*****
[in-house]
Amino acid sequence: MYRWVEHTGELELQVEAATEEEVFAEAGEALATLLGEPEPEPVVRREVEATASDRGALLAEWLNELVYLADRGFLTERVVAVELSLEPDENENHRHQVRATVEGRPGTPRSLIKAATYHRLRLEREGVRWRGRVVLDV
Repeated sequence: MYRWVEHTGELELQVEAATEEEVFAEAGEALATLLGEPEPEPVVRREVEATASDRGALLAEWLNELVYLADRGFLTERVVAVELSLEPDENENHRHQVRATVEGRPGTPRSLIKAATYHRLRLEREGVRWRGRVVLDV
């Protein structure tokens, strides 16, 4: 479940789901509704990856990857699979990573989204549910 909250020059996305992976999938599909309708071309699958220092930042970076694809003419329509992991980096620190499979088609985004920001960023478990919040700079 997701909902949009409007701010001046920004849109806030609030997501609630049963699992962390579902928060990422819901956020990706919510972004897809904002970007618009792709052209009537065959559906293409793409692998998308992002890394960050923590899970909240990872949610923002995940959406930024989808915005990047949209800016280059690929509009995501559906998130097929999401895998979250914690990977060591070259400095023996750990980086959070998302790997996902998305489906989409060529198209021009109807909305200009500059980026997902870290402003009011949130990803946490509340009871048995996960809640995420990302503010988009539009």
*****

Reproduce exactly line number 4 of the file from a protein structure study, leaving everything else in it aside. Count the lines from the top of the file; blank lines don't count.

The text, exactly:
């Protein structure tokens, strides 16, 4: 479940789901509704990856990857699979990573989204549910 909250020059996305992976999938599909309708071309699958220092930042970076694809003419329509992991980096620190499979088609985004920001960023478990919040700079 997701909902949009409007701010001046920004849109806030609030997501609630049963699992962390579902928060990422819901956020990706919510972004897809904002970007618009792709052209009537065959559906293409793409692998998308992002890394960050923590899970909240990872949610923002995940959406930024989808915005990047949209800016280059690929509009995501559906998130097929999401895998979250914690990977060591070259400095023996750990980086959070998302790997996902998305489906989409060529198209021009109807909305200009500059980026997902870290402003009011949130990803946490509340009871048995996960809640995420990302503010988009539009």